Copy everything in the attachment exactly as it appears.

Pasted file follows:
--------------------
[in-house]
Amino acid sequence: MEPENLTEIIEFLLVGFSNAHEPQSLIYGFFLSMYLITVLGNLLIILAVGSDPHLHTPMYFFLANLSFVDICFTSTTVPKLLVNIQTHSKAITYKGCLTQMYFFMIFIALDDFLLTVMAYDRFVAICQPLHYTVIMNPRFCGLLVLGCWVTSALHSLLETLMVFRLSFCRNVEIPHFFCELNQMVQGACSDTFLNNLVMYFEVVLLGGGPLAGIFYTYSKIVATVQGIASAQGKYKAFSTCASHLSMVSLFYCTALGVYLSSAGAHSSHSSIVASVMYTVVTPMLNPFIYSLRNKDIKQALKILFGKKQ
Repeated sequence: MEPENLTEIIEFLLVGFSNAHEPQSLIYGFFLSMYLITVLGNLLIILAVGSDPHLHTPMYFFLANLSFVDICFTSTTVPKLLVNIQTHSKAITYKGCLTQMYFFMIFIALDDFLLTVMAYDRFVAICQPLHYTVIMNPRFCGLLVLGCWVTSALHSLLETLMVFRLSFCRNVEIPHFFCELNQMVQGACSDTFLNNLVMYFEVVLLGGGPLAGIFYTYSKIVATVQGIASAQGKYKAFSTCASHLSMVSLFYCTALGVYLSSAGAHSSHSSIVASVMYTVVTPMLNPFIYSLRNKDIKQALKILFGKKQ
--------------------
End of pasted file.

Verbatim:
[in-house]
Amino acid sequence: MEPENLTEIIEFLLVGFSNAHEPQSLIYGFFLSMYLITVLGNLLIILAVGSDPHLHTPMYFFLANLSFVDICFTSTTVPKLLVNIQTHSKAITYKGCLTQMYFFMIFIALDDFLLTVMAYDRFVAICQPLHYTVIMNPRFCGLLVLGCWVTSALHSLLETLMVFRLSFCRNVEIPHFFCELNQMVQGACSDTFLNNLVMYFEVVLLGGGPLAGIFYTYSKIVATVQGIASAQGKYKAFSTCASHLSMVSLFYCTALGVYLSSAGAHSSHSSIVASVMYTVVTPMLNPFIYSLRNKDIKQALKILFGKKQ
Repeated sequence: MEPENLTEIIEFLLVGFSNAHEPQSLIYGFFLSMYLITVLGNLLIILAVGSDPHLHTPMYFFLANLSFVDICFTSTTVPKLLVNIQTHSKAITYKGCLTQMYFFMIFIALDDFLLTVMAYDRFVAICQPLHYTVIMNPRFCGLLVLGCWVTSALHSLLETLMVFRLSFCRNVEIPHFFCELNQMVQGACSDTFLNNLVMYFEVVLLGGGPLAGIFYTYSKIVATVQGIASAQGKYKAFSTCASHLSMVSLFYCTALGVYLSSAGAHSSHSSIVASVMYTVVTPMLNPFIYSLRNKDIKQALKILFGKKQ